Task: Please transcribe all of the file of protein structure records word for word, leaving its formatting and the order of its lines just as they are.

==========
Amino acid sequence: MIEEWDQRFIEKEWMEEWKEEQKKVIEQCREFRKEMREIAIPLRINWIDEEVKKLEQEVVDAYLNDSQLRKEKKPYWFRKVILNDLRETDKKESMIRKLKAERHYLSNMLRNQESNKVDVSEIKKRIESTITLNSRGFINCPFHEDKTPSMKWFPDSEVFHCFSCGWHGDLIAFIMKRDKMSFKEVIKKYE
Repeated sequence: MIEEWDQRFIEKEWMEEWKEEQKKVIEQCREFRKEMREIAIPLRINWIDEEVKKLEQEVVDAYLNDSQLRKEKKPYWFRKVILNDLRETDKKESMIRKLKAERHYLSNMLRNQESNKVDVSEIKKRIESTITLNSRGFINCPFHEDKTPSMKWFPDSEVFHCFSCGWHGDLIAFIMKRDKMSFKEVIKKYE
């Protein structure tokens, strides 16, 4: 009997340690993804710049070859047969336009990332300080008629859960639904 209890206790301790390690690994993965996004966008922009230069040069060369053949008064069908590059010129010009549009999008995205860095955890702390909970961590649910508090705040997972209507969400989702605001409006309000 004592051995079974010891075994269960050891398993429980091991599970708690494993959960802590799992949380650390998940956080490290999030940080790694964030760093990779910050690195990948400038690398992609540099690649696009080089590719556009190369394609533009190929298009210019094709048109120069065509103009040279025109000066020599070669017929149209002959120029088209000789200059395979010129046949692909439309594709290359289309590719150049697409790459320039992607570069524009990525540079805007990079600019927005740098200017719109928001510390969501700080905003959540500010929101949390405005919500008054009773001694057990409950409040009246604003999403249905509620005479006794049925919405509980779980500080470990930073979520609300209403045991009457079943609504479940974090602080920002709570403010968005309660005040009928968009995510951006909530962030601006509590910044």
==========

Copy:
Amino acid sequence: MIEEWDQRFIEKEWMEEWKEEQKKVIEQCREFRKEMREIAIPLRINWIDEEVKKLEQEVVDAYLNDSQLRKEKKPYWFRKVILNDLRETDKKESMIRKLKAERHYLSNMLRNQESNKVDVSEIKKRIESTITLNSRGFINCPFHEDKTPSMKWFPDSEVFHCFSCGWHGDLIAFIMKRDKMSFKEVIKKYE
Repeated sequence: MIEEWDQRFIEKEWMEEWKEEQKKVIEQCREFRKEMREIAIPLRINWIDEEVKKLEQEVVDAYLNDSQLRKEKKPYWFRKVILNDLRETDKKESMIRKLKAERHYLSNMLRNQESNKVDVSEIKKRIESTITLNSRGFINCPFHEDKTPSMKWFPDSEVFHCFSCGWHGDLIAFIMKRDKMSFKEVIKKYE
């Protein structure tokens, strides 16, 4: 009997340690993804710049070859047969336009990332300080008629859960639904 209890206790301790390690690994993965996004966008922009230069040069060369053949008064069908590059010129010009549009999008995205860095955890702390909970961590649910508090705040997972209507969400989702605001409006309000 004592051995079974010891075994269960050891398993429980091991599970708690494993959960802590799992949380650390998940956080490290999030940080790694964030760093990779910050690195990948400038690398992609540099690649696009080089590719556009190369394609533009190929298009210019094709048109120069065509103009040279025109000066020599070669017929149209002959120029088209000789200059395979010129046949692909439309594709290359289309590719150049697409790459320039992607570069524009990525540079805007990079600019927005740098200017719109928001510390969501700080905003959540500010929101949390405005919500008054009773001694057990409950409040009246604003999403249905509620005479006794049925919405509980779980500080470990930073979520609300209403045991009457079943609504479940974090602080920002709570403010968005309660005040009928968009995510951006909530962030601006509590910044």